Mission Stadiums for Multiple Sclerosis

My MS Story by Lissette Galarza

“Dear Multiple Sclerosis,

 

I wish I did not have you. I wish I did not feel you every day or every hour. However, thank you for making me appreciate what I have; for pushing me to do better and be better. If you could kindly leave, I would love that and appreciate it. But if you decided to stay with me for the rest of my life, I will not give up. You are just along for the ride.”

Love with not so much love, Lissette. 

Multiple Sclerosis.

Those two words alone leave you pondering.
Multiple things come to mind – not to be puny.
It literally gives me multiple sensations – physically, mentally, medically, emotionally.

 

Most who have Multiple Sclerosis (MS) have a similar story like they knew something was wrong. For a LONG time. Most thought it might be anxiety, shrugged it off as if it was something normal, or thought they were just tired. Then BOOM they were diagnosed. Even though we all have similarities, there are differences. One thing I know to be true is we also have a CHOICE – a choice to LIVE or to let life pass us by. We are MS Warriors and I take that to heart because just like all the rest we have goals, dreams, and ambitions with a side of an MS obstacle.

Now I get that life is NOT EASY. We are all dealt with difficult circumstances day by day. We ALL have multiple things happening. But I began to rewire myself during these times figuring out that I am my own problem and yet my own solution.

At the age 14, I mixed up puberty with my MS symptoms. Growing up in a Hispanic household, culture, and atmosphere left me thinking my symptoms are a common thing or just puberty. I felt like my tremors and constant nausea came from anxiety, that my bones hurt (nerves) because I was growing and of course everyone had headaches. When you sit on your legs, they fall asleep but mine never woke up. I felt crazy going to the doctor. Having a busy schedule at a young age and all, I just thought it was the stress. From being in multiple sports, clubs, having a “job” and insane busy weekends. I remember one time my mom changed my school because I would constantly faint. Excuse after excuse and no answers. I let it be. I let it go. I did not want any medical attention because they never found the answers.

After moving to college, it gradually got worse. From back pain, to brain fog, insomnia, cognitive issues, then alas vision loss. 2013 was a tough cookie but I ate it.

I was told many things during this time; drop out of school, go back to my family, I wouldn’t walk soon, that my life is now a disability. NO, no because I still have control of my life, I still want to live. We take our life and health for granted until it’s no longer there or we missed the “opportunity to do it”.

I went on a quest for inspiration, for motivation, for someone to tell me that I WILL BE OKAY. Even though I had my family; I felt alone, unsupported and misunderstood. Going to support groups did not help, it was negative. My search was difficult, that was when I decided to be that role model and my own advocate.

I consistently went to physical therapy and applied for studies just to learn more about what I had and find my capabilities. I set up milestones and had to rebuild myself. Saying to myself “What else can I improve upon? What else can I do?”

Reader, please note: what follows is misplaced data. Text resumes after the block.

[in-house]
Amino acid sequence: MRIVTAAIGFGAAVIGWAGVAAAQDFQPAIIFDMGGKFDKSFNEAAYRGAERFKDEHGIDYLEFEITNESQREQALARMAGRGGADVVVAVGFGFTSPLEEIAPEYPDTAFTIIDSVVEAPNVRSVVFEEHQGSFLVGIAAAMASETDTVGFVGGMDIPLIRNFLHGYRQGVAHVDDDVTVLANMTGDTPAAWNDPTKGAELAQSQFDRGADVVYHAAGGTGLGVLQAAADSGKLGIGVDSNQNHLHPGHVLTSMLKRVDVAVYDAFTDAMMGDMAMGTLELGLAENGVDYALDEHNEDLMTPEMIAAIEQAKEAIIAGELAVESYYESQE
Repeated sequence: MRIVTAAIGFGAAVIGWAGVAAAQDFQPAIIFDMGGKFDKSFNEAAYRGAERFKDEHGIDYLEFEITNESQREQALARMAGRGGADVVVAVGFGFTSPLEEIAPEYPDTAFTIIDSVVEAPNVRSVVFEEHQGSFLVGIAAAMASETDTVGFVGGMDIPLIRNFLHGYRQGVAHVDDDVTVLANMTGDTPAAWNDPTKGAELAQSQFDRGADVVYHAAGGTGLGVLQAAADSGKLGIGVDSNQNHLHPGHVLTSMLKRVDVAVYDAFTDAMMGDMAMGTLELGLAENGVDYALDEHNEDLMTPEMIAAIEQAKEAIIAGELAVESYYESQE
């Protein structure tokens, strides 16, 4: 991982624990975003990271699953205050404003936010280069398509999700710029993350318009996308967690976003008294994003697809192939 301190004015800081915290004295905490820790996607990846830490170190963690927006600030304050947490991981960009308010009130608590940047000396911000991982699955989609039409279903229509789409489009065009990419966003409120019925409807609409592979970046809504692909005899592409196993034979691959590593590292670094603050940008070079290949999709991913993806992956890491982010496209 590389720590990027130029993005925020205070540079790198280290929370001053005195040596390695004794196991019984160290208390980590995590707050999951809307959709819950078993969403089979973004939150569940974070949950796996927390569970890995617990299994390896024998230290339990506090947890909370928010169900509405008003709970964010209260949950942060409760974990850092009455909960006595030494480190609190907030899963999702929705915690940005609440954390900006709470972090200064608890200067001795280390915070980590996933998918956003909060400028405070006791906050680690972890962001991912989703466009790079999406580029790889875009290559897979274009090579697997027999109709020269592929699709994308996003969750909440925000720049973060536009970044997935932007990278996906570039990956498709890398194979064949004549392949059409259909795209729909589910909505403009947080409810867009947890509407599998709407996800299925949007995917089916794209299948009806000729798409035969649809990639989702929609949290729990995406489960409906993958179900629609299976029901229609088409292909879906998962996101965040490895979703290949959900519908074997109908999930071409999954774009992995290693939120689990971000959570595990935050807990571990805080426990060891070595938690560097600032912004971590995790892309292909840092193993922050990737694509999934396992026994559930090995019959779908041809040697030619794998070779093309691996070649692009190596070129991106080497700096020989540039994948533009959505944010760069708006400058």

I might not be able to control the uncontrollable. I can however control how I react and relate to it. Realizing that we all have journeys, and this is just my journey. If I can make a small difference to someone, just one person to realize their truest potential and make a positive impact I will be happy with that.

I have always wanted to be a strong person; I like getting out of my comfort zone. Basically, I seek discomfort because within that discomfort I grow, I see, I learn, I do. I did so many things while I “felt sick” so why not keep doing it?

I fall so many times in all aspects in life; medically, physically, and emotionally but if you have ever heard of “fall down seven times get back up eight” I will keep falling and I WILL keep getting back up. Medications and MS did slow me down but WILL NOT stop me. I love the outdoors, I have a huge passion of being an active person from trail running, hiking, backpacking, crazy fanatic of sunrises, sunsets and nature. I broke my mental barrier slowly and the I cannot do this changed to I CAN DO EVERYTHING AND ANYTHING I SET MY MIND TO with or without MS. So here I am this year 2020, I hiked more than I have ever hiked before. As I was doing my typical jog, I struggled and cried because I felt weak and sick and thought of someone special in my life. She was recently diagnosed with MS and it led me to wonder if I could do a half marathon for her? I never wanted her to feel defined by MS. Many half marathons later I signed up to do a full Ironman. It is something I have been wanting to do for years. Why not?! Why not me?! I see myself doing ultramarathons, I see myself crossing the finish line of an Ironman, I see myself doing many things because no matter what I will still find a way to do it. That is how it should be.

Do whatever it is you want to do, work for it and work on yourself. Never give up, do whatever you can do for yourself. That is where it’s really at. It is so important not to let what happens in life’s journey define you, but it can shape you.

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